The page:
Michael Morris

Michael Morris

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What tools can anyone sugges to provide assistance and motivation to a student(s) that just seem to not try or give up so easily? What motviational statements can one make that might register with a student in crisis? 

Discussion Comment

I have used video introductions only once. I did find it to be a little different and acutally a little awkard. After I made the video, it took me a few moments to feel that I had made the best introduction. I kept wanting to redo the video casue there was other items I failed to mention. But it did seem more personal , I guess if I was a student I would want to see who I am working with. 

I also agree wiht your viewpoint. Createing those relationships with your students early is very helpful. Also being able to communicate with those students who seem to be a little lazy can be very rewarding. 

Yes, that is very true. It is essential to communicate with your students literally day one in order to overcome the lack of face to face interaction. My frst experiences with online education was very challenging, when I was so comfortable with ground based instrcution. I was able to learn my students from acutally interacting with them. Online forced me to send out welcoming emails and posts. I learnied to give plenty of encouragement and support. 

Most of us who serve in an online capacity for our respective colleges and universities, still balance our own personal lives and other employment commitments. We as educators must find a way to balance grading, interaction with students, and motivating our students to become successful in our classes. We tend to focus on what our students must do but seldom do we discuss amongst ourselves the challenges that come along with our roles. We must find the organizational skill sets and time management techniques that work best for us. But at the end of the day, we still must balance… >>>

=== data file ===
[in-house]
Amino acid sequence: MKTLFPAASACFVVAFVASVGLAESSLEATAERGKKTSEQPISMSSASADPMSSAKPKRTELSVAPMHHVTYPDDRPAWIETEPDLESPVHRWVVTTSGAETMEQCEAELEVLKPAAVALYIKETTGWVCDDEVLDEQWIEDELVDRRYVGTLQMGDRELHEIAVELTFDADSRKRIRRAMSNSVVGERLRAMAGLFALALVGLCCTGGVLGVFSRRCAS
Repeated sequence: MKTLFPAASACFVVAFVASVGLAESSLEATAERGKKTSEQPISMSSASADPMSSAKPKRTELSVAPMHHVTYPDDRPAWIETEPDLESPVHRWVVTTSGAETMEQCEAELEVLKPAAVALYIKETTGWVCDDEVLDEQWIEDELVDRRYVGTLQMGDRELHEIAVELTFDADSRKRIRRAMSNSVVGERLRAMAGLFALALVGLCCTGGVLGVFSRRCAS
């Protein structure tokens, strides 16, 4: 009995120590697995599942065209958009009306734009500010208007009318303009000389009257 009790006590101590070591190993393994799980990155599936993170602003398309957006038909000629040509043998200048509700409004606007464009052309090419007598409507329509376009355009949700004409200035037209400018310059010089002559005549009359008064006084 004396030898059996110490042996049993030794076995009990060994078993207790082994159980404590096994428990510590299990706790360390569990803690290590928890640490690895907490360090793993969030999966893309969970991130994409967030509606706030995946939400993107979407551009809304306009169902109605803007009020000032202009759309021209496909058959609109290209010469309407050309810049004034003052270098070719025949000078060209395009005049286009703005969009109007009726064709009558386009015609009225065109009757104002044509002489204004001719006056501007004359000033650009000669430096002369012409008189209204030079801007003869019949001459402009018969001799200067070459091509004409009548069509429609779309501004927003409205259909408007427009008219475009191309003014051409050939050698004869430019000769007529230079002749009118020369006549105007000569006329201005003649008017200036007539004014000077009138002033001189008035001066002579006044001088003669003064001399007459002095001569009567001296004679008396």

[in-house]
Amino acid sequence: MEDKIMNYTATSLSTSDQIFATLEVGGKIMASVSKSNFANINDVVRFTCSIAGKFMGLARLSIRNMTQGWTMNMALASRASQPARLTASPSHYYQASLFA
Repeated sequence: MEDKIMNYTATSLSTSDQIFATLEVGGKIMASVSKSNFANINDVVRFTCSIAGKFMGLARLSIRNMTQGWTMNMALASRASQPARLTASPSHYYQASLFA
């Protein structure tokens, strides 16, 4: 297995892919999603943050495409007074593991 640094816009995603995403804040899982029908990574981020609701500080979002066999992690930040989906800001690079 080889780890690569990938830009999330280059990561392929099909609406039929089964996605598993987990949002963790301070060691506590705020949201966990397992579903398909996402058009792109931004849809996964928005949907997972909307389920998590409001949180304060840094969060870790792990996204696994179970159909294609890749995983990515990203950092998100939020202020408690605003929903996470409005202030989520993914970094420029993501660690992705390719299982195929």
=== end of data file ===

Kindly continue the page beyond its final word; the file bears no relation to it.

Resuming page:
In my experince as a online instructor, I have found many students that simpl do not have the motivation and/or drive to finish the course. Many of them begin their claasses and eventually submit less and less assignments as the semester drags on How can we as educators find a way to keep those students engaged throughtout the semester without that face to face interaction? 

My challenge has been in a online setting to find a way to communicate everything I want my student(s) to learn through typing. There are non verbal cues and other forms of communication that hel enhance the learning environment. Online does challenge that belief. 


Reply to kathy webb's post:I too believe that we as instructors need to refrain from projecting judgement upon our students. In many of my online classes, I have students that frequently come up with many excuses. These excuses range from weekly trips to the hospital to computer glithces. I have found that my belief in thier excuse is not the issue. The challenge is to make the student find a way to complete the assignment and submit it in a timely manner. It is a never ending journey. 

I have found that maintaining an open line of communication with students is very helpful. I do reach out every so often to my students and try to gauge what type of support they might need from me. It can be very time consuming but it does bridge that communication gap. Students in my opinion do generally like the hand the teacher extends when they maintain their communication and engagement. 


I have found that sending some form of a reminder email and/or a phone call if needed to remind students to stay on task. In my experience, it has been benificial to send a positve email letting the student know that you are awaiting thier assignment or discusion posting. The problem is, you end up hearing thousands of excuses. I have heard them all. But you might get a few to respond in a timely manner. 


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